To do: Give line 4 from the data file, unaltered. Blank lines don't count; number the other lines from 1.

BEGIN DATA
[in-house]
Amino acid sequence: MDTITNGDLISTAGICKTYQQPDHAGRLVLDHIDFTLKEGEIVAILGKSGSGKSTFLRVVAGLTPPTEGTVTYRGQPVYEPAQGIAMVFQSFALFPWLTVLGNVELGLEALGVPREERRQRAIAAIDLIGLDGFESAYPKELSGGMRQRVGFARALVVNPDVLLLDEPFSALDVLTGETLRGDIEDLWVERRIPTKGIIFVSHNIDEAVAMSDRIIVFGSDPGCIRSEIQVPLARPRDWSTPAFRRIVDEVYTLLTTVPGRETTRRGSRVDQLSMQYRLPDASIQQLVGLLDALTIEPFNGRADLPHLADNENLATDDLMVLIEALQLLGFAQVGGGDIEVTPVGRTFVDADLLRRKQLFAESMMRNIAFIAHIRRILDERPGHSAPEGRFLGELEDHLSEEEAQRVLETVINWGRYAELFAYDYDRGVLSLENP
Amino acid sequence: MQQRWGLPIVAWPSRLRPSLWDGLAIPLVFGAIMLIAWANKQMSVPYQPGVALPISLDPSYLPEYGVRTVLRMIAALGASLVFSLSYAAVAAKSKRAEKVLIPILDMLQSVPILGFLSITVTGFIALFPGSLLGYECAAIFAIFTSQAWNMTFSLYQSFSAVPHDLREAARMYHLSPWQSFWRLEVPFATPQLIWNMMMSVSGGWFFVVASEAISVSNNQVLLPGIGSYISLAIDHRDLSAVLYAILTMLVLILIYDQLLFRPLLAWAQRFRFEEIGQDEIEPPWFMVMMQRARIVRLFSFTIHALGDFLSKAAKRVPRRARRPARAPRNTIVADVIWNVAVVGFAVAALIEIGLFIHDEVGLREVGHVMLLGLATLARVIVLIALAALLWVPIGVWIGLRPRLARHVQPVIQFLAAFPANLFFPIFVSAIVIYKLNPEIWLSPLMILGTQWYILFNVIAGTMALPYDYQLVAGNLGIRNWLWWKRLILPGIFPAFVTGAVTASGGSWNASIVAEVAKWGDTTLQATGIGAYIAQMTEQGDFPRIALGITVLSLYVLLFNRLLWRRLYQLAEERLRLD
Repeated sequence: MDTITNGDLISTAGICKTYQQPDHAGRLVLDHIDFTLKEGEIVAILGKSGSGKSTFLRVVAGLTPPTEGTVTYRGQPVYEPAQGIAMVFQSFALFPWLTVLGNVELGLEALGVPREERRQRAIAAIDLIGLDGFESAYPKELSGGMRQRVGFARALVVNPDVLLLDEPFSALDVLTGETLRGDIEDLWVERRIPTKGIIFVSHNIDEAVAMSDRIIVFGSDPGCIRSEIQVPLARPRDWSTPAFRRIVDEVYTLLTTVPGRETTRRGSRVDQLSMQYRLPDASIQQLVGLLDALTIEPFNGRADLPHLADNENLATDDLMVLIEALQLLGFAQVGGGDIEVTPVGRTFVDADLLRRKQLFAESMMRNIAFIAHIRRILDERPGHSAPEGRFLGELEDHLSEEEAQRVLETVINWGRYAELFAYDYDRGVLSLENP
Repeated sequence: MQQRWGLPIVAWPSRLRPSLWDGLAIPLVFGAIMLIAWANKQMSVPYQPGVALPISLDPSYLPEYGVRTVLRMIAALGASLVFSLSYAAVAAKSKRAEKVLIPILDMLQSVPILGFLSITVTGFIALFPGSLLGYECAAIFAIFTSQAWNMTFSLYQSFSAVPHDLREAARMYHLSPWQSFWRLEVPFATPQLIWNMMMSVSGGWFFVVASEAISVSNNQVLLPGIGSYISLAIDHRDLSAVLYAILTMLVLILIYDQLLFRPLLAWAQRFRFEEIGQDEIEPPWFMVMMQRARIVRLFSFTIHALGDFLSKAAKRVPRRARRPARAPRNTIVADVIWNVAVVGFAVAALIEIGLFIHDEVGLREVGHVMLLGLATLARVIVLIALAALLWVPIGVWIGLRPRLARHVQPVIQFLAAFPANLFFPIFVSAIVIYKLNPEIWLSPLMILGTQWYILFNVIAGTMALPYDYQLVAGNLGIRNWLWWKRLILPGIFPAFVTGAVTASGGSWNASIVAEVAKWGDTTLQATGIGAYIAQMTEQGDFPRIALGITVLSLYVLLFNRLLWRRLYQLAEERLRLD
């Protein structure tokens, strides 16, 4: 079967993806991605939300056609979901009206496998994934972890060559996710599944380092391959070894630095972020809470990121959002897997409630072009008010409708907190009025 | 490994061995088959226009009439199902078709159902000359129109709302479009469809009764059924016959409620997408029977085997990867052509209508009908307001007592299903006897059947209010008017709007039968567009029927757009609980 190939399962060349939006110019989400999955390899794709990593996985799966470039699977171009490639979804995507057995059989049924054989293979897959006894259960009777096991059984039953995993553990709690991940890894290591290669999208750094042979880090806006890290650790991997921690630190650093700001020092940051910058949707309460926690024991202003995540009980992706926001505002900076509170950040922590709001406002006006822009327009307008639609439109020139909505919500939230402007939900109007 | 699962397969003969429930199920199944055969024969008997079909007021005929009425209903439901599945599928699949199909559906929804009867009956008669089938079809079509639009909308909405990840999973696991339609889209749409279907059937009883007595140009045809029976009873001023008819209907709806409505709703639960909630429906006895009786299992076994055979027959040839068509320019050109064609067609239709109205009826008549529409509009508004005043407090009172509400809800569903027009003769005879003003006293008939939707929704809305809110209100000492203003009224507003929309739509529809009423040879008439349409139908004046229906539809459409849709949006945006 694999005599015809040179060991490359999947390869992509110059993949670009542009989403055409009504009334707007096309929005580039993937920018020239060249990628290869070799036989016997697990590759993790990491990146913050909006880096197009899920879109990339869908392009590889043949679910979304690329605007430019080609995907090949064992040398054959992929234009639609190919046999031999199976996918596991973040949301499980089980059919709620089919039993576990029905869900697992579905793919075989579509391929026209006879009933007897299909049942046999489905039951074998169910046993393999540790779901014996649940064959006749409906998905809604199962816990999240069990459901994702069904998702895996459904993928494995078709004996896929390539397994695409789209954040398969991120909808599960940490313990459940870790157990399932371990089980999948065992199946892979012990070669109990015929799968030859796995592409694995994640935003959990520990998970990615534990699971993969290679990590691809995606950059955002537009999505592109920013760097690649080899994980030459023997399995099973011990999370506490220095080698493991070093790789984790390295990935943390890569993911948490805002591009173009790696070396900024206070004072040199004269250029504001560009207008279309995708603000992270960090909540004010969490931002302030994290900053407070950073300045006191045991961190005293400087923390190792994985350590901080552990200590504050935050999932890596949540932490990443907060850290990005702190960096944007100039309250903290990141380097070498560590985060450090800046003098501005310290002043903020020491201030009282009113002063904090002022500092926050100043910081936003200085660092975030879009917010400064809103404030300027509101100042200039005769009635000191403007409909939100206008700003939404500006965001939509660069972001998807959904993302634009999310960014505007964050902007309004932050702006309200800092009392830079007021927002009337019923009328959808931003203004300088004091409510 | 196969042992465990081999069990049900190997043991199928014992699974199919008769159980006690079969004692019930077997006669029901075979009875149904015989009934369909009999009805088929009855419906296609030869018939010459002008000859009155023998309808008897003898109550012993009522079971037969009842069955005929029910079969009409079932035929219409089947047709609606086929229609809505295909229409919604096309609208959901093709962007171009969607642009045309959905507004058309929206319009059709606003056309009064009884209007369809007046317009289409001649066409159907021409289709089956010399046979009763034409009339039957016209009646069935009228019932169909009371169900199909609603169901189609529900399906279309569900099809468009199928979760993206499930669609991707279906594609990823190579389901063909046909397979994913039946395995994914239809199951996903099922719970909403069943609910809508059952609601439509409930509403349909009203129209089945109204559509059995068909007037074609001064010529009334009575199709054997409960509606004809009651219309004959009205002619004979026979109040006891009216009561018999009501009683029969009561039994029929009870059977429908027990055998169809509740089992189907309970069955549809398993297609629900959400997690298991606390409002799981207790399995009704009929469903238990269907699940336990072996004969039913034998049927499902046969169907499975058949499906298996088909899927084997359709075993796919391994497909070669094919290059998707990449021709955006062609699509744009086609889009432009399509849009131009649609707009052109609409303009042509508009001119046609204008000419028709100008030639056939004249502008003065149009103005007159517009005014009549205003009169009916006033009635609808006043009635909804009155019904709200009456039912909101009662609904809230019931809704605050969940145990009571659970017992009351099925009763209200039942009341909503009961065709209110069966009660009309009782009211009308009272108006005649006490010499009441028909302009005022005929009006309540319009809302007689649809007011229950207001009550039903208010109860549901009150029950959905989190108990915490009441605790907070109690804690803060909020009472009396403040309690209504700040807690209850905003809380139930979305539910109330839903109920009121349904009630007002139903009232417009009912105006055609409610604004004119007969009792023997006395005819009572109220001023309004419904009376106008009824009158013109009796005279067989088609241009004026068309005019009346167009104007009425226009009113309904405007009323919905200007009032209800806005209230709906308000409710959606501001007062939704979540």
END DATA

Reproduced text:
Repeated sequence: MDTITNGDLISTAGICKTYQQPDHAGRLVLDHIDFTLKEGEIVAILGKSGSGKSTFLRVVAGLTPPTEGTVTYRGQPVYEPAQGIAMVFQSFALFPWLTVLGNVELGLEALGVPREERRQRAIAAIDLIGLDGFESAYPKELSGGMRQRVGFARALVVNPDVLLLDEPFSALDVLTGETLRGDIEDLWVERRIPTKGIIFVSHNIDEAVAMSDRIIVFGSDPGCIRSEIQVPLARPRDWSTPAFRRIVDEVYTLLTTVPGRETTRRGSRVDQLSMQYRLPDASIQQLVGLLDALTIEPFNGRADLPHLADNENLATDDLMVLIEALQLLGFAQVGGGDIEVTPVGRTFVDADLLRRKQLFAESMMRNIAFIAHIRRILDERPGHSAPEGRFLGELEDHLSEEEAQRVLETVINWGRYAELFAYDYDRGVLSLENP